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Dowan, Pete

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Origin: St. Catharines, Ontario

As a musician/singer/songwriter with my band back in the mid 1970's, I began having lung problems, diagnosed as being asthma. I never smoked, never drank alcohol or did street drugs, so my system was in pretty good shape to handle it, but needless to say, trying to sing with lung problems is not good. After much trial and error, I was given an experimental drug called Prednisone. It helped. This was 1976.

Unfortunately, because of the time it took, a couple of the band members had gone on to other things, and I had to re-organize the group, with new guys. I never did get the right chemistry in any unit again.

By about 1979, health problems emerged again, so I played as a single, so I could take time off (played guitar with my left hand, key-board with my right, bass pedals with my feet, and controlled an electric drummer ). Health kept getting worse, and by 1984 I ended up not even being able to walk.

The doctors were at a loss, until I went to McMaster University Hospital for about 3 months worth of tests. It seems that the drug I was on (and had been for 6 1/2 years), is a cortico-steroid and that I actually only had an allergy to milk !!. I had been taking Prednisone needlessly for all that time ! I was weaned off of it at the hospital, and the after effects started setting in. My system went berserk, and began first attacking itself, then (when that was brought under control... 2 years), it was found that I had become ultra-sensitive to many chemicals (especially those with a phenol base). My adrenal glands had shut down and when there was no more drug, my body went into shock. The drug also leached calcium from my body, causing my teeth to crumble, and my bones to become brittle. (one time I cracked a couple of ribs just leaning against our car !).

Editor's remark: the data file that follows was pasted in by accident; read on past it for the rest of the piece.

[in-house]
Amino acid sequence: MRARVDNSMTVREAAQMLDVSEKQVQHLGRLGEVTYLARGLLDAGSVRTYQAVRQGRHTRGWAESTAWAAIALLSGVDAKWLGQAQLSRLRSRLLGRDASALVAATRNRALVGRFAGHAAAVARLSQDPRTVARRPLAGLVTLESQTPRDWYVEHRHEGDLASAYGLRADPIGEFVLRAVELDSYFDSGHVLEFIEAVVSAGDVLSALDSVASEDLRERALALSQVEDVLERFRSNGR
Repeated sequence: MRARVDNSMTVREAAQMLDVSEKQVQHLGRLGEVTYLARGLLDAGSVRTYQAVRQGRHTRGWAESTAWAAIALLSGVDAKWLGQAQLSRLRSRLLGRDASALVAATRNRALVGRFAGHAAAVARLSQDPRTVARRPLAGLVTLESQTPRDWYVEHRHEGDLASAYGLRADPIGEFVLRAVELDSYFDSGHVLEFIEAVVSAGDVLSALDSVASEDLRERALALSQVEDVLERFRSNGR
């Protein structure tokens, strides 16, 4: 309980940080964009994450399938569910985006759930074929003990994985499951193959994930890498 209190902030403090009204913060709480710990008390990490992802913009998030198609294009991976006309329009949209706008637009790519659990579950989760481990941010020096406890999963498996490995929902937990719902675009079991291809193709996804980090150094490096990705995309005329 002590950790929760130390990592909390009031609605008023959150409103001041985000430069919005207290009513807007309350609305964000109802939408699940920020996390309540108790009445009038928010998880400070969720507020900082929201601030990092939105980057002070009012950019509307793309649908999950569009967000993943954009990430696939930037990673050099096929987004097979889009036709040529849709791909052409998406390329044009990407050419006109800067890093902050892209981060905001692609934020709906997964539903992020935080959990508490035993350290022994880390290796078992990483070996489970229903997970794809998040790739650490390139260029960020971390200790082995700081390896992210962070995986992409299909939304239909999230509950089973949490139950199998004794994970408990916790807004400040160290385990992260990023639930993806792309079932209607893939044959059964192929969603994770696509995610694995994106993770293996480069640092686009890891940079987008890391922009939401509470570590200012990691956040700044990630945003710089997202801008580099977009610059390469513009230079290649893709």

With the help of Dr. Tracy Drynan, who once had a chemical sensitivity herself (but for different reasons), I was able to slowly get myself functioning again. I learned to walk again with the help of first one dog, Scuttle, and then another, Holly, who helped me out my "feeling sorry for myself " dilemma. From 1984 till 1995, I not only didn't write, but I didn't play (or for the most part, listen to) music.

It wasn't until my dad was on his death bed with cancer, when he asked me to write a song for him (not about him, just something new he could hear), that I turned things around. He told me to take his keyboard home and get the hell back to what I loved doing. It was a real kick in the ass ! The song I wrote for him was called "Goodbye Didn't Mean Goodbye". I have dedicated the rest of my life, and my writing pursuits, in memory of him.

Another effect was the loss of my sense of smell, so it's even more a problem, because I don't know when any fumes are present until I begin reacting to them (unless someone is there to warn me). Hence, I have a gas-type mask that I have with me at all times. Unfortunately, not all things that I react to HAVE a smell, so vigilance is a major priority when I'm not in my safe place (i.e... home).

My reactions range from mild (headaches, dizziness, light-headedness and the like), up to severe: seizures, blackouts, and what they call "cardiac events" (some life-threatening)

It is not something either I or my doctors take lightly, and the only real recourse is avoidance. I have learned to live with it, I just have to follow the primitive rules of nature, and be alert to survive. AND I am surviving, and that's the main thing for me. (wasn't so sure, in the early days of this).

I have my family and my music to keep me going. My little basement "studio" is my music world. I've adapted to all of this (though I'd rather be without it !) and I keep pluggin' away, regardless. Used to REALLY be tough to "get the music out there", but the Internet has been a blessing for me and I shall continue on with it, mainly because it's only the music that's keeping me going.

Currently, I am battling 3 conditions on top of what I have described above ... Grave's Disease, Myeloma (cancer cells in my bone marrow) and Monoclonal Gammopathy, which is a non-contagious Auto Immune Disease.

Again, it's the music keeping me going, and I thank anyone who listens to any of my songs.

Sorry this was so long ... thanks for reading it.
Musically Yours,
Pete Dowan {:-)



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